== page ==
October 31, 2020

Radio Interview: Archivists at Harvard University’s Schlesinger Library are Cataloguing Every Tweet, Article and Spreadsheet the #MeToo Movement Has Ever Produced

Read about the #MeToo archiving project underway at the Schlesinger Library and listen to an interview with Schlensinger’s Digital Project Manager and listen to an interview with Amanda Strauss, the

From the CBC’s Day 6 Program:

While conventional wisdom says that everything online lives forever, archivists at Harvard University’s Schlesinger Library aren’t taking any risks.

They’re collecting over 19 million digital fragments from the #MeToo movement — tweets, Facebook comments, Reddit threads, news articles and YouTube videos — for future researchers.

“Just because something is everywhere on the web … doesn’t mean that it’s going to be preserved in perpetuity forever,” said Amanda Strauss, the library’s special projects manager, refuting conventional warnings that things online live forever.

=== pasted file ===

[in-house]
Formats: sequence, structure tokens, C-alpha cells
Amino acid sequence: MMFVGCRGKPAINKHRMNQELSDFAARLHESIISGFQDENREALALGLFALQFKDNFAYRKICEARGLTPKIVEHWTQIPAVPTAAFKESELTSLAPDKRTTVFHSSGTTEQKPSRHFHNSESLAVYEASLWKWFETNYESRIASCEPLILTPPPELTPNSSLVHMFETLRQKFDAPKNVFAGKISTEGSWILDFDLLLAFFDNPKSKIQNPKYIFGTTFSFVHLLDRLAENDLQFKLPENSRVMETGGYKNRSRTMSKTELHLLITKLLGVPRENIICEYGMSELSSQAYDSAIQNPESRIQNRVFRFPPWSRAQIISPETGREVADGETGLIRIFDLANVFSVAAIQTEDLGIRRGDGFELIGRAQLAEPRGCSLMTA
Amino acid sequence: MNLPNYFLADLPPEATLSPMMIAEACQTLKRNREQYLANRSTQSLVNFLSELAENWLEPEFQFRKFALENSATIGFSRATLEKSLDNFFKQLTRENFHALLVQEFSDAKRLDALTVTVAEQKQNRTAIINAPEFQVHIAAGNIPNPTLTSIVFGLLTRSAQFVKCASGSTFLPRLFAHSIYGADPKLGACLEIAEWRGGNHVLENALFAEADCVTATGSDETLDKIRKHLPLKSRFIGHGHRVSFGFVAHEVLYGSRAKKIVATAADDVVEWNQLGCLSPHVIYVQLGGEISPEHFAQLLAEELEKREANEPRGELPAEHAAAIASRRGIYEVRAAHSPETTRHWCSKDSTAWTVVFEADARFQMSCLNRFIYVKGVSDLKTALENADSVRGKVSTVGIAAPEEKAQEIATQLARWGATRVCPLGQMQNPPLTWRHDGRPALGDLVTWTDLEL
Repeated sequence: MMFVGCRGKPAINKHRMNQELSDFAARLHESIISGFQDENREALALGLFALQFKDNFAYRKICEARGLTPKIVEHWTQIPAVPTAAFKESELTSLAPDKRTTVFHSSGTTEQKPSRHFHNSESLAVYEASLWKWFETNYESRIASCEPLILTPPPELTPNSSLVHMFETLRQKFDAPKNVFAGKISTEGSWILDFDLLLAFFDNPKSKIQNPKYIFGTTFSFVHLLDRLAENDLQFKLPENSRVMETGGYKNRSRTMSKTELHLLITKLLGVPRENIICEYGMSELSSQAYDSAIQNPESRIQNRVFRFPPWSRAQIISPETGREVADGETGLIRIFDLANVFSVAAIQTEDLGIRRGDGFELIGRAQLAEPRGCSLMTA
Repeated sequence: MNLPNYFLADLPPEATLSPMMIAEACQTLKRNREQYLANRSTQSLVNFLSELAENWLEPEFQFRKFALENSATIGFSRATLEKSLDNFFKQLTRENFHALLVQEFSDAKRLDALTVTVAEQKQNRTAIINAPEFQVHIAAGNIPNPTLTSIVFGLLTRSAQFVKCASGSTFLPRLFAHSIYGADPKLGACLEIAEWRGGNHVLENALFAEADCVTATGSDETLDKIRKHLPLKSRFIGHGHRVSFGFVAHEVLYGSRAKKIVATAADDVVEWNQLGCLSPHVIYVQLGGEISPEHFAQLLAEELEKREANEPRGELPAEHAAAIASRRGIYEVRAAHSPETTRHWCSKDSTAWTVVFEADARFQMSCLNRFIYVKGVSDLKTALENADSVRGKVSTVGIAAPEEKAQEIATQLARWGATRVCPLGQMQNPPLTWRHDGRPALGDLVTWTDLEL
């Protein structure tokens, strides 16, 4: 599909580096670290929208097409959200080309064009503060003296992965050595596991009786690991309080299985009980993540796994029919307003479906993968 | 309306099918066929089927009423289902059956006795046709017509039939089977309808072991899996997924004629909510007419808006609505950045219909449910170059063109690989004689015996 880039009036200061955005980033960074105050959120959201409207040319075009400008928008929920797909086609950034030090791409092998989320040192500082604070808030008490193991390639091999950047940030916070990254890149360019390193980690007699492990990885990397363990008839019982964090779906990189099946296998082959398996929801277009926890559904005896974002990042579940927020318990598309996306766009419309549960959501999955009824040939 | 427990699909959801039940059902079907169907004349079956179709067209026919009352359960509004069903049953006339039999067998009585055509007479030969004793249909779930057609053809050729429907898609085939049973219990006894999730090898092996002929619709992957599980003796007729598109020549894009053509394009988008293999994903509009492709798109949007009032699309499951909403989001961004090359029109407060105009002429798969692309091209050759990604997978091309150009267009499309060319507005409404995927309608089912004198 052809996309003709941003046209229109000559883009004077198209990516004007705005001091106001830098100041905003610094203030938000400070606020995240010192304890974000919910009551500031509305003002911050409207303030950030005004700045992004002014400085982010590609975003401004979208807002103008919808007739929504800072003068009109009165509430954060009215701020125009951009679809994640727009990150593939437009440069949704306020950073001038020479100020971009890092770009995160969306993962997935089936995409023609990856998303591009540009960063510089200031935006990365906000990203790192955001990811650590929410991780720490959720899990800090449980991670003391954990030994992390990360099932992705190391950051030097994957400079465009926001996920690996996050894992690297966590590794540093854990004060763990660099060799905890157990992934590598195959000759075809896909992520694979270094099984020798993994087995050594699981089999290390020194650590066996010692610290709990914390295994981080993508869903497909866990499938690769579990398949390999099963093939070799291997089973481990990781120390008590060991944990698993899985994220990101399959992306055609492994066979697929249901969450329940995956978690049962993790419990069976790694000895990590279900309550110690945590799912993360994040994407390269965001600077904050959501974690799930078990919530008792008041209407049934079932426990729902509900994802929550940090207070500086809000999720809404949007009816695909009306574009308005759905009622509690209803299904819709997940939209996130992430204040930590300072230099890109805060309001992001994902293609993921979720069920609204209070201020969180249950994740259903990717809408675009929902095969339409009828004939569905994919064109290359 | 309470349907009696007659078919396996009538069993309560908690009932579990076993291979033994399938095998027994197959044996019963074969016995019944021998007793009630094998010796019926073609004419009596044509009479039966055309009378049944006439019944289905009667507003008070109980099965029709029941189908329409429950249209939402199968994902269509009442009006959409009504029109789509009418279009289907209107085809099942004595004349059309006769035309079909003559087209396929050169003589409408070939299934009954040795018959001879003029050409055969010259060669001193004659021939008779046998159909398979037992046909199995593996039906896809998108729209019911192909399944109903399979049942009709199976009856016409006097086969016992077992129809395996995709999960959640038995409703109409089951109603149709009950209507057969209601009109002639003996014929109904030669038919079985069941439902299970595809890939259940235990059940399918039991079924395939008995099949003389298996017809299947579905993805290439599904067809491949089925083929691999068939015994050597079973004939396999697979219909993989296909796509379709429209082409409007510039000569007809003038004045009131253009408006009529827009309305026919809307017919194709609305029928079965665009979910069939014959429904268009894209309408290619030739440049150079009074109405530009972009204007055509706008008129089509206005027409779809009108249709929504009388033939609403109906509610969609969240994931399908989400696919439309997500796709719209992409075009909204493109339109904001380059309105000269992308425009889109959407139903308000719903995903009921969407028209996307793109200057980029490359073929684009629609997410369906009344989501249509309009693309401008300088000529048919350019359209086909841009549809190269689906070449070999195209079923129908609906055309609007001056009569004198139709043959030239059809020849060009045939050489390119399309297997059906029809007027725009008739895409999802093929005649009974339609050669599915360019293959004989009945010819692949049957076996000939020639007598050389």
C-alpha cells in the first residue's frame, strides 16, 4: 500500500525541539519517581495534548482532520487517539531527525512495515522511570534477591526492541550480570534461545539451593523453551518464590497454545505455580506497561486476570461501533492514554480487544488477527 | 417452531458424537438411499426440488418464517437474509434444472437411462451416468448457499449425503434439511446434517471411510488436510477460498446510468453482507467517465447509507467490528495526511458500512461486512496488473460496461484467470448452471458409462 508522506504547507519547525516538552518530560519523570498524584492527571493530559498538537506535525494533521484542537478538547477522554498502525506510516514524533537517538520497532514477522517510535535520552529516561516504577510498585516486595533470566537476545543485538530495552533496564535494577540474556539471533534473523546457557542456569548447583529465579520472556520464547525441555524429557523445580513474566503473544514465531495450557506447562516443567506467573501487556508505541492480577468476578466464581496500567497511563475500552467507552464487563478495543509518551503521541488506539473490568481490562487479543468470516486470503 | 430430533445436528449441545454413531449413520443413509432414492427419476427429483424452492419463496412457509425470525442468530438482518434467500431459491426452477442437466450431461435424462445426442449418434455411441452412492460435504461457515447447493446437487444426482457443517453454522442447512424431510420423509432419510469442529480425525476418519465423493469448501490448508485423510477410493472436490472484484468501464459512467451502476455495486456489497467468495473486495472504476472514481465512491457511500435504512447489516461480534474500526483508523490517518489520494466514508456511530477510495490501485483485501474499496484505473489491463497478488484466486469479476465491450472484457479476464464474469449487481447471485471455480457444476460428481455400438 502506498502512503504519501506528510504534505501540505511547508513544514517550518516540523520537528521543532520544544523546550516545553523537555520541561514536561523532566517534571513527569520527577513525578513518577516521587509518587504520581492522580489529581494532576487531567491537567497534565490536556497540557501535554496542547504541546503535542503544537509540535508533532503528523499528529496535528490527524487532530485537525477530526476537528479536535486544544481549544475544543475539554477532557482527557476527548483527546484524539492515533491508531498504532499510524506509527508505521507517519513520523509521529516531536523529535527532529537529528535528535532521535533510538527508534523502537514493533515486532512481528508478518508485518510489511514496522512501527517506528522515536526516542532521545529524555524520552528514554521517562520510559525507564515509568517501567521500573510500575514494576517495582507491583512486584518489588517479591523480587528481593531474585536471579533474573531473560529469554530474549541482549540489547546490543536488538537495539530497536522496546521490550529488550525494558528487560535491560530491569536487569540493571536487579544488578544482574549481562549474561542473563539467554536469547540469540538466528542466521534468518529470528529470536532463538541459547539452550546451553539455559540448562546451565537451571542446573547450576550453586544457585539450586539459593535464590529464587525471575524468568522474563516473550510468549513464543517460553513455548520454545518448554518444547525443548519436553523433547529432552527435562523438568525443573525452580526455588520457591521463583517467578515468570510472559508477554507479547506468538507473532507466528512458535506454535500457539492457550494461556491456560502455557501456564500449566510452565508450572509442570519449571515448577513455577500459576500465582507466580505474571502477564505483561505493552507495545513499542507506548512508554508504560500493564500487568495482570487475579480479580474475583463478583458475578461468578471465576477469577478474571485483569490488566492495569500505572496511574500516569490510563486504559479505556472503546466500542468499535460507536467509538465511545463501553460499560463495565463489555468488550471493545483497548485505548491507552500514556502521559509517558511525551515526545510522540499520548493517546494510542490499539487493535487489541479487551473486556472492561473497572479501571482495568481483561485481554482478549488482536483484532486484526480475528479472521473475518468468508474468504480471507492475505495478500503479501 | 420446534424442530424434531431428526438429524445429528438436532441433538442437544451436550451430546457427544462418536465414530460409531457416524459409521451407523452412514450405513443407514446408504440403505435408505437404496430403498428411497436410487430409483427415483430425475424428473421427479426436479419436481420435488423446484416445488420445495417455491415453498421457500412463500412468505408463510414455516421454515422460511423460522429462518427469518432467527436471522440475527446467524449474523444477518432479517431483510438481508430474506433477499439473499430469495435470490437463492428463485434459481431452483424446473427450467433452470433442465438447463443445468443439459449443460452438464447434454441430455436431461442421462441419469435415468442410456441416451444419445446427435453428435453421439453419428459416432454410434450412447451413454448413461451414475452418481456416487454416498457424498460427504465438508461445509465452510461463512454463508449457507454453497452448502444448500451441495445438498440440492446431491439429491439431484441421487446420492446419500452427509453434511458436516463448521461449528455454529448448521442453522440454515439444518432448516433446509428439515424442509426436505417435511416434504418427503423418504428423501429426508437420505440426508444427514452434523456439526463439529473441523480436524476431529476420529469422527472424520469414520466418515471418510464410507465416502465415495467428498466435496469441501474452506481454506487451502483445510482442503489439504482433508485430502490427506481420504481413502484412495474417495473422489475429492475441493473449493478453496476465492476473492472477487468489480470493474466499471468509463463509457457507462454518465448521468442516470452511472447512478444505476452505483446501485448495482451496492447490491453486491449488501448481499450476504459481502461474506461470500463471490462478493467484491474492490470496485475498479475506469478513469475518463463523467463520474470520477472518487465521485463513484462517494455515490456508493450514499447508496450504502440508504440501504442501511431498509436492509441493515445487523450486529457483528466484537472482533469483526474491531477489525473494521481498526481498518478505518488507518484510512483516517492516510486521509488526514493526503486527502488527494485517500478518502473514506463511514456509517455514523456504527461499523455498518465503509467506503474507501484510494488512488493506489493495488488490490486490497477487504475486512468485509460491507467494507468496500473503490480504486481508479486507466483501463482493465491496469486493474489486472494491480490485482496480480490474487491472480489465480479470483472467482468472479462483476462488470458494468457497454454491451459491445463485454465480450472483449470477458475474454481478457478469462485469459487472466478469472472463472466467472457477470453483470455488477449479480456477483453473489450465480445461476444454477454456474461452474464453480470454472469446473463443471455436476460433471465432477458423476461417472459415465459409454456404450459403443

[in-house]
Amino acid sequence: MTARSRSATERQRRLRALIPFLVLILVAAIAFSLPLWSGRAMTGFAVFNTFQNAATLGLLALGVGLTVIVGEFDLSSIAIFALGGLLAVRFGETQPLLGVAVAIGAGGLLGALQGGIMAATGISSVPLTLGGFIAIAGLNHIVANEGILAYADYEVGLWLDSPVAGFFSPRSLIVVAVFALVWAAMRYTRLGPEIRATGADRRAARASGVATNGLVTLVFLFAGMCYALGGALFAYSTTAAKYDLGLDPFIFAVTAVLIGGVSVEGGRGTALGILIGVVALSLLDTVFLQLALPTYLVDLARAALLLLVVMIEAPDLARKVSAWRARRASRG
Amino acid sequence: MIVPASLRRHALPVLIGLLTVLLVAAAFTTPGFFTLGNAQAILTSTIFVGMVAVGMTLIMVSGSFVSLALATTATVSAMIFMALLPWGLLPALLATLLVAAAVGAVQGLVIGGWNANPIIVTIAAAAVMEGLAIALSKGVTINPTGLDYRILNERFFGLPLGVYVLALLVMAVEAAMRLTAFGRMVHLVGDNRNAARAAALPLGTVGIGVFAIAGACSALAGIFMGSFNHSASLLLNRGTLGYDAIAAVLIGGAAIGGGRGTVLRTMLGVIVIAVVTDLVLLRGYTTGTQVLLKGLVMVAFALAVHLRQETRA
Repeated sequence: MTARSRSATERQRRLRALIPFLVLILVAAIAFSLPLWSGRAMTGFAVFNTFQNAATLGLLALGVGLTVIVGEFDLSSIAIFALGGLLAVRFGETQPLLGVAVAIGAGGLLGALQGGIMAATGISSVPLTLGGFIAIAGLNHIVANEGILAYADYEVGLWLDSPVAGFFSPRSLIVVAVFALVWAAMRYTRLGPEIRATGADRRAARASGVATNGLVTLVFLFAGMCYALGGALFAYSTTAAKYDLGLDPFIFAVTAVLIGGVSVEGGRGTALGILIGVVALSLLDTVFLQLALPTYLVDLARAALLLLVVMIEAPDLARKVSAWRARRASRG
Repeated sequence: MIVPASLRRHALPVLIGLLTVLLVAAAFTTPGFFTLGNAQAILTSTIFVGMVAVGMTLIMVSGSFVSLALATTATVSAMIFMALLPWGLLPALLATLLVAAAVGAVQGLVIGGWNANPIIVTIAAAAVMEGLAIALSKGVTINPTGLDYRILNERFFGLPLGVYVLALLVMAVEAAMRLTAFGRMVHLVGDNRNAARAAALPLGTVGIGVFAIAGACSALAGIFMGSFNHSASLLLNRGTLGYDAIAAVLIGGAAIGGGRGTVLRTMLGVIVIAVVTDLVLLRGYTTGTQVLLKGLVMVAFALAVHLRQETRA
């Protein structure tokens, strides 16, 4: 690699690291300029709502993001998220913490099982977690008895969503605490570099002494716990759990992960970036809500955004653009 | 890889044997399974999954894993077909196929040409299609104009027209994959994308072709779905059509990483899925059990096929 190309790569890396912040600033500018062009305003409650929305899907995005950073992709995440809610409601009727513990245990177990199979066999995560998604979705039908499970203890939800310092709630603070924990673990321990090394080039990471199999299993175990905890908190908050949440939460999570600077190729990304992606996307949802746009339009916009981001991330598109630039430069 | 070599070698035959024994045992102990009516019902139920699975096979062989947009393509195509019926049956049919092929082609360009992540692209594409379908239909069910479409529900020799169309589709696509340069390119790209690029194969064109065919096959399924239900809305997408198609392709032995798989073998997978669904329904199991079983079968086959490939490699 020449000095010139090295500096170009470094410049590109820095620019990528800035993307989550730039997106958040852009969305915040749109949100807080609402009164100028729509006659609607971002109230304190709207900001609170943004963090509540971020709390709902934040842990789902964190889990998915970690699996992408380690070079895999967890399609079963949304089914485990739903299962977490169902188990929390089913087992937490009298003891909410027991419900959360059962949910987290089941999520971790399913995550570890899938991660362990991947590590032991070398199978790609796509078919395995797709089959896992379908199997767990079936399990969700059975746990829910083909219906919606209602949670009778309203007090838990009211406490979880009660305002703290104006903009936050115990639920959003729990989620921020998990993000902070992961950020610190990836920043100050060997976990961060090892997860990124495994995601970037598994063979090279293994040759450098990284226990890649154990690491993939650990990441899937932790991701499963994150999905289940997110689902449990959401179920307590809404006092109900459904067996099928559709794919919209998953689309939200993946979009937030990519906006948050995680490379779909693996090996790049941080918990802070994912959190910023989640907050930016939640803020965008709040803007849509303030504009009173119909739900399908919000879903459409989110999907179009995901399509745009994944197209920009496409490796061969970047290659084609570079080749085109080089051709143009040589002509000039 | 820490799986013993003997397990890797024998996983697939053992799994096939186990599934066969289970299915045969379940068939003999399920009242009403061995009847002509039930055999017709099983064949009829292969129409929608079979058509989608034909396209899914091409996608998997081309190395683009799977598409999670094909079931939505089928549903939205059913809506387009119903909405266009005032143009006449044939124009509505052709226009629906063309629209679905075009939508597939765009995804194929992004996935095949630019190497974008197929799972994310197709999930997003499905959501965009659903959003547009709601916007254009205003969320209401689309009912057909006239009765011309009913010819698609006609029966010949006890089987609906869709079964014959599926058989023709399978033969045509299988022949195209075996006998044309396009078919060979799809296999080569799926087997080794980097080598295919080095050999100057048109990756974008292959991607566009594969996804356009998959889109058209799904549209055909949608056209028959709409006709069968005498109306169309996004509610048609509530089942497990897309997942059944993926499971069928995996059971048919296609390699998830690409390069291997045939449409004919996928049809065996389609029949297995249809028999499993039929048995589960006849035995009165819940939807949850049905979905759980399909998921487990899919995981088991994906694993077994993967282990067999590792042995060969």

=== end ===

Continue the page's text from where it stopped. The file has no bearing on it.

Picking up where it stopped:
[Clip]

“The role of archivists and librarians is to preserve this material in perpetuity which means that in 150 years, researchers will be able to access and view and use this content,” Strauss told Day 6 host Brent Bambury.

Read the Complete Article

Direct to Radio Interview with Amanda Strauss
Report/Interview Segment Begins at 35:05.

Additional Resources

See Also: #MeToo: A Glimpse into the Digital Vault (via Schlesinger Library Newsletter)
From Fall 2018 Issue.

See Also: The Challenge of Preserving the Historical Record of #MeToo (via March 11, 2019; via The New Yorker)

See Also: Schlesinger Library at Harvard’s Radcliffe Institute Awarded Grant to Create Comprehensive Digital Media Archive of #metoo (June 25, 2018)

About Gary Price

Gary Price (gprice@mediasourceinc.com) is a librarian, writer, consultant, and frequent conference speaker based in the Washington D.C. metro area. Before launching INFOdocket, Price and Shirl Kennedy were the founders and senior editors at ResourceShelf and DocuTicker for 10 years. From 2006-2009 he was Director of Online Information Services at Ask.com, and is currently a contributing editor at Search Engine Land.

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